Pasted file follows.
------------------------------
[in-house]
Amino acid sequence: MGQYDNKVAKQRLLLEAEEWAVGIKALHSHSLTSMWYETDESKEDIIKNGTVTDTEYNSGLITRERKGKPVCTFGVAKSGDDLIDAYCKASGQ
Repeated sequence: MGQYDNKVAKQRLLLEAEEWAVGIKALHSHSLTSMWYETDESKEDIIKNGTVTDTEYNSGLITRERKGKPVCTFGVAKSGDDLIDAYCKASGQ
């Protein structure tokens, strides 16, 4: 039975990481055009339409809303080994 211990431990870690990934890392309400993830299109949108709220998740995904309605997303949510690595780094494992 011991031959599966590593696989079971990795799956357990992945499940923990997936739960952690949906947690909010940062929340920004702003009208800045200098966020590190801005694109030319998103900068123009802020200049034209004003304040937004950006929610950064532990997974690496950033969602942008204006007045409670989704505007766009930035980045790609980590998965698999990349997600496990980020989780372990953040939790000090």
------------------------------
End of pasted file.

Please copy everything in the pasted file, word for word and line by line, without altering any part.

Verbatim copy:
[in-house]
Amino acid sequence: MGQYDNKVAKQRLLLEAEEWAVGIKALHSHSLTSMWYETDESKEDIIKNGTVTDTEYNSGLITRERKGKPVCTFGVAKSGDDLIDAYCKASGQ
Repeated sequence: MGQYDNKVAKQRLLLEAEEWAVGIKALHSHSLTSMWYETDESKEDIIKNGTVTDTEYNSGLITRERKGKPVCTFGVAKSGDDLIDAYCKASGQ
């Protein structure tokens, strides 16, 4: 039975990481055009339409809303080994 211990431990870690990934890392309400993830299109949108709220998740995904309605997303949510690595780094494992 011991031959599966590593696989079971990795799956357990992945499940923990997936739960952690949906947690909010940062929340920004702003009208800045200098966020590190801005694109030319998103900068123009802020200049034209004003304040937004950006929610950064532990997974690496950033969602942008204006007045409670989704505007766009930035980045790609980590998965698999990349997600496990980020989780372990953040939790000090």